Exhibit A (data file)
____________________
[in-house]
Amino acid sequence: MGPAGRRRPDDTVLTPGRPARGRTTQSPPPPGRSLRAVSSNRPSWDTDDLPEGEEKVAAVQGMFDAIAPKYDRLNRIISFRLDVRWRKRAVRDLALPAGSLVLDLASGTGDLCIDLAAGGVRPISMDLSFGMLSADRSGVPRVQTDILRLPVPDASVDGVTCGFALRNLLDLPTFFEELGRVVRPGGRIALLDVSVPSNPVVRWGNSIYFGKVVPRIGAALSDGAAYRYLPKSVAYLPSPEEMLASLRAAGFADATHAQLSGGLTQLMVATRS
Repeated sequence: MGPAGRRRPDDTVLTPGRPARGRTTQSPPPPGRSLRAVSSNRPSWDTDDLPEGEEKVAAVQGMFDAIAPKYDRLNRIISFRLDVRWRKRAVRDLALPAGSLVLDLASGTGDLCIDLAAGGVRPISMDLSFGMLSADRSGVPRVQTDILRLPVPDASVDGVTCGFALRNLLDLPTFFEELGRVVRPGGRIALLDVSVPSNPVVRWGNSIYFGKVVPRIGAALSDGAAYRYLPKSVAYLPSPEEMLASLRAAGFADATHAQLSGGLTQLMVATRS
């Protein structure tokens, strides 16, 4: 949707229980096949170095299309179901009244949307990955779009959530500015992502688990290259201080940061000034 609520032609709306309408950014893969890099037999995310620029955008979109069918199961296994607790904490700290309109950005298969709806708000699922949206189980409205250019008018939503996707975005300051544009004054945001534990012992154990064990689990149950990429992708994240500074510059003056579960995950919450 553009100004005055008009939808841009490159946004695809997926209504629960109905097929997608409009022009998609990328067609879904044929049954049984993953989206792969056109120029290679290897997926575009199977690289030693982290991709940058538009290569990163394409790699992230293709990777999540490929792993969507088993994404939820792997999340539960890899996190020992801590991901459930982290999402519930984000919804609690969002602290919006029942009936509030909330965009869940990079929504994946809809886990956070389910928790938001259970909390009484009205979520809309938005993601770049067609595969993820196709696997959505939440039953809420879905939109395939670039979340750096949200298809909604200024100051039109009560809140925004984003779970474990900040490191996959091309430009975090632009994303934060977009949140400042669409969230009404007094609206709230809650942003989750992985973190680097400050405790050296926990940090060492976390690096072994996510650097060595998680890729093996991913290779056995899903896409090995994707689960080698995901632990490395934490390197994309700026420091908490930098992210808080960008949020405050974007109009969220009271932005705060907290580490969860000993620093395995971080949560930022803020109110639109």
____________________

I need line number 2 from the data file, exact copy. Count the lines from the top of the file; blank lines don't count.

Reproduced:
Amino acid sequence: MGPAGRRRPDDTVLTPGRPARGRTTQSPPPPGRSLRAVSSNRPSWDTDDLPEGEEKVAAVQGMFDAIAPKYDRLNRIISFRLDVRWRKRAVRDLALPAGSLVLDLASGTGDLCIDLAAGGVRPISMDLSFGMLSADRSGVPRVQTDILRLPVPDASVDGVTCGFALRNLLDLPTFFEELGRVVRPGGRIALLDVSVPSNPVVRWGNSIYFGKVVPRIGAALSDGAAYRYLPKSVAYLPSPEEMLASLRAAGFADATHAQLSGGLTQLMVATRS